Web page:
By Nancy Sanchez-Diaz
Students with compromised immune systems are concerned about returning back to campus amid the COVID-19 pandemic.
“I have a weak immune system and I’m borderline asthmatic,” said Angelina Rosado, a rising junior studying English, via a text message to The Equinox.
Rosado said that going back to campus in uncertain times poses a huge risk to not just students with compromised immune systems but their families, too.
“I fear that returning to campus could put myself, my father, and my younger sister at risk,” she said.
Hannah Farrow, a senior double majoring in forensic science and criminal justice, also has concerns about transmission, she said via text message to The Equinox.
“I have grandparents who are in nursing homes,” she said. “I used to visit them quite often before the pandemic and would hate to contract the disease and not be able to see them.”
Students in categories deemed high risk may undergo random testing, said President Christopher Capuano via email Tuesday, July 7.
The policy on student testing was emailed to the entire campus:
“Subject to guidance from health authorities, our plans currently call for testing of students who have symptoms suggesting COVID-19, students who are identified as close contacts of a person who has COVID-19, and possibly students in selected populations identified as being at higher risk of infection. We may also conduct ongoing random testing of students in higher risk categories.”
The email also laid out plans for residence halls.
“We will make every effort to reduce the density of living spaces by converting all triple rooms to double rooms and increasing the number of single rooms available, particularly for students who are among higher risk populations,” Capuano added.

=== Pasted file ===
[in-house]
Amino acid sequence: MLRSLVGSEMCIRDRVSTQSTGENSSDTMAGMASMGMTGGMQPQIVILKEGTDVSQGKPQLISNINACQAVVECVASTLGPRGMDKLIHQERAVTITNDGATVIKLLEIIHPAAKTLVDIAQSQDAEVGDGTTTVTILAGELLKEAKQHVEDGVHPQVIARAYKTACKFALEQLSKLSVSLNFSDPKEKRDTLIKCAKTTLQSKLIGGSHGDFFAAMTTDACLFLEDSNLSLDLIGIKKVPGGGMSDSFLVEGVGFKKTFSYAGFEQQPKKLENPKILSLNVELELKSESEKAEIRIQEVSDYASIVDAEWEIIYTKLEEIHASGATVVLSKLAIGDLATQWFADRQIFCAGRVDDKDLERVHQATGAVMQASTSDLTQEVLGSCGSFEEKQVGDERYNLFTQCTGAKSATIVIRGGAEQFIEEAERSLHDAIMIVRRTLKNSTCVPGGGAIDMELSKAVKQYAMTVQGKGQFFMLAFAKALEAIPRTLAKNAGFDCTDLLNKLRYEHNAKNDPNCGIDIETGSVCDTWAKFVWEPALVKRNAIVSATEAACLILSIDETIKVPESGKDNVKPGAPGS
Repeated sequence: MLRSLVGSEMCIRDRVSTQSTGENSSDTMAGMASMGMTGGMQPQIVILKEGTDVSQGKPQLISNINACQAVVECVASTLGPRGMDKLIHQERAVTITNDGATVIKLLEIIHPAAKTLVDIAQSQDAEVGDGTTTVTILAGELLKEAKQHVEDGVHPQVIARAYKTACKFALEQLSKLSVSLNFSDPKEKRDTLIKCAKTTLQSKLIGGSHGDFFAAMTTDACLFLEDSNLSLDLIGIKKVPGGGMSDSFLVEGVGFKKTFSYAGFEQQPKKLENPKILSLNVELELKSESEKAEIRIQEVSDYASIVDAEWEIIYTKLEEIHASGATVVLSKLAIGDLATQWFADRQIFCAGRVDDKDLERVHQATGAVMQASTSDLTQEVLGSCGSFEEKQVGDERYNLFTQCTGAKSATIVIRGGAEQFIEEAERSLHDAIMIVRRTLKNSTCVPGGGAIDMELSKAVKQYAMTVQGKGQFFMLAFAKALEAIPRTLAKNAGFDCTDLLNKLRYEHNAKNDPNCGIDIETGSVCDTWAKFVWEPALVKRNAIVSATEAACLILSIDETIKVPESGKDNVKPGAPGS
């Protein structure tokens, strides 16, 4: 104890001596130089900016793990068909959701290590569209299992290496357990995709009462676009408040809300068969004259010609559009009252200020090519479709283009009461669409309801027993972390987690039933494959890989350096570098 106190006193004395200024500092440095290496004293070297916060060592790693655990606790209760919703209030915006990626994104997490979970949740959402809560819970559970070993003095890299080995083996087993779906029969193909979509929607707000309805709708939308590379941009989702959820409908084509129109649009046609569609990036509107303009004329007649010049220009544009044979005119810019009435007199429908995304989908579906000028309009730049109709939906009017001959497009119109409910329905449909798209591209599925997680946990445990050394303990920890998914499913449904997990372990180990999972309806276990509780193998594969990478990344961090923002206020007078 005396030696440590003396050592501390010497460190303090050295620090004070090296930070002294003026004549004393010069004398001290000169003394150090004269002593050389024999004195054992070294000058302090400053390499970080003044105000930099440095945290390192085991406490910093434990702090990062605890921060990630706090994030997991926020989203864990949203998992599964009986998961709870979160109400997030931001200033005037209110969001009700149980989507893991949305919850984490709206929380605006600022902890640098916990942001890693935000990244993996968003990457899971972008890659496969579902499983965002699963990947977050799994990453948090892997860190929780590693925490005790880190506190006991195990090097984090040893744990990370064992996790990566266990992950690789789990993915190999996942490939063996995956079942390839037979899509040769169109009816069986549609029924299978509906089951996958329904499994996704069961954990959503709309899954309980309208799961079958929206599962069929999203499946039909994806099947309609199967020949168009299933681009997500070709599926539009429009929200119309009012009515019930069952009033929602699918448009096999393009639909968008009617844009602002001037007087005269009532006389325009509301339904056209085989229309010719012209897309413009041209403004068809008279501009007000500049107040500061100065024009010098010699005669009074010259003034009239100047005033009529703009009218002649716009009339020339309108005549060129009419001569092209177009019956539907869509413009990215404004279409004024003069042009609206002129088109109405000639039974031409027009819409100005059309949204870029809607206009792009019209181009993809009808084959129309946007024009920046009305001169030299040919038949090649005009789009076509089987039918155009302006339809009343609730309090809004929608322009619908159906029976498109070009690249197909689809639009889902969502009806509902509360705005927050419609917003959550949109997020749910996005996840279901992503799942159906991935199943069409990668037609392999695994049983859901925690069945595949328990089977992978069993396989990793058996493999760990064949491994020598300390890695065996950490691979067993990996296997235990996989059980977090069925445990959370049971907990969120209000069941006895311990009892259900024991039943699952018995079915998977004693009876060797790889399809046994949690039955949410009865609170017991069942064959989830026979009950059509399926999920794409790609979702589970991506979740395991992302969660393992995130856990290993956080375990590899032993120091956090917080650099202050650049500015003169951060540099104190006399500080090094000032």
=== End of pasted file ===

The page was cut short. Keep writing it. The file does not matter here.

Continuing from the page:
Generally, students with documented disabilities have the opportunity to register with the office of Disability Support Services, Metro, to receive in-class accommodation and/or housing modifications.
However, there is no word on how disabled students and students with impaired immune systems will be accommodated in light of COVID-19.
“Several task force teams are developing a plan that will allow for our safe return to campus,” Dr. Margaret M. Roidi, the director of the academic resource center and disability support services, said via email to The Equinox.
“As the scope of the process becomes more narrow to the specific needs of our community and its members, stakeholders will be contacted accordingly. Once more information becomes available, it will be communicated by our campus leadership,” Roidi said.
The stakes are high. According to a CDC health report, patients with underlying conditions are 12 times as likely to die of COVID-19 as compared to healthy people.
The most common underlying conditions reported in people with COVID-19 were heart disease (32%), diabetes (30%) and chronic lung disease (18%). Other preexisting conditions included liver disease, kidney disease, neurodevelopmental or intellectual disability, and immunocompromised conditions, noted the health report.
The campus’ proximity to New York City, the initial epicenter of the U.S. outbreak, also is of concern to other students.
“I do think the NY/NJ metropolitan area is taking a lot of precautions, which is a strength, like making masks mandatory,” sophomore marketing major Savannah Ciriaco said via text message to The Equinox. “Still, there is a worry because cases continue to go up in the area.”